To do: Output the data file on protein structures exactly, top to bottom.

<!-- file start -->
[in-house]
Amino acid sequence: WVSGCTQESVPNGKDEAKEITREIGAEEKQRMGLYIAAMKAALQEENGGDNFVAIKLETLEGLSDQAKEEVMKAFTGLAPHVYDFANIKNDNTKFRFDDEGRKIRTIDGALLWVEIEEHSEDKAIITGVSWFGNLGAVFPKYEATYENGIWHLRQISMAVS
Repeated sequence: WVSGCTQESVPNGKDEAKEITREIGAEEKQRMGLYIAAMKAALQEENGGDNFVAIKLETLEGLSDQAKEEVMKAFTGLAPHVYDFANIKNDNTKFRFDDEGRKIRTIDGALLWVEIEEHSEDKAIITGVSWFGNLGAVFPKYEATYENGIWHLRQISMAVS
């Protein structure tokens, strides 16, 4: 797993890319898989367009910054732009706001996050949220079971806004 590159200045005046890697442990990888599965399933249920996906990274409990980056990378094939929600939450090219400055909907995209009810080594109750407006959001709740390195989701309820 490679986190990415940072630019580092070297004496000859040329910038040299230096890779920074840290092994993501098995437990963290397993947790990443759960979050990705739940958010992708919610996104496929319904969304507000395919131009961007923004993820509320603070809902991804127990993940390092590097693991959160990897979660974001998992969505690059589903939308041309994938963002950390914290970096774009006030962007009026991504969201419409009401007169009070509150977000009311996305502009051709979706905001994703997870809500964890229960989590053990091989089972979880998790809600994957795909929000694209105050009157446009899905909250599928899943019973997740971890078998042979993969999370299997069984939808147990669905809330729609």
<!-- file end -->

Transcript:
[in-house]
Amino acid sequence: WVSGCTQESVPNGKDEAKEITREIGAEEKQRMGLYIAAMKAALQEENGGDNFVAIKLETLEGLSDQAKEEVMKAFTGLAPHVYDFANIKNDNTKFRFDDEGRKIRTIDGALLWVEIEEHSEDKAIITGVSWFGNLGAVFPKYEATYENGIWHLRQISMAVS
Repeated sequence: WVSGCTQESVPNGKDEAKEITREIGAEEKQRMGLYIAAMKAALQEENGGDNFVAIKLETLEGLSDQAKEEVMKAFTGLAPHVYDFANIKNDNTKFRFDDEGRKIRTIDGALLWVEIEEHSEDKAIITGVSWFGNLGAVFPKYEATYENGIWHLRQISMAVS
């Protein structure tokens, strides 16, 4: 797993890319898989367009910054732009706001996050949220079971806004 590159200045005046890697442990990888599965399933249920996906990274409990980056990378094939929600939450090219400055909907995209009810080594109750407006959001709740390195989701309820 490679986190990415940072630019580092070297004496000859040329910038040299230096890779920074840290092994993501098995437990963290397993947790990443759960979050990705739940958010992708919610996104496929319904969304507000395919131009961007923004993820509320603070809902991804127990993940390092590097693991959160990897979660974001998992969505690059589903939308041309994938963002950390914290970096774009006030962007009026991504969201419409009401007169009070509150977000009311996305502009051709979706905001994703997870809500964890229960989590053990091989089972979880998790809600994957795909929000694209105050009157446009899905909250599928899943019973997740971890078998042979993969999370299997069984939808147990669905809330729609």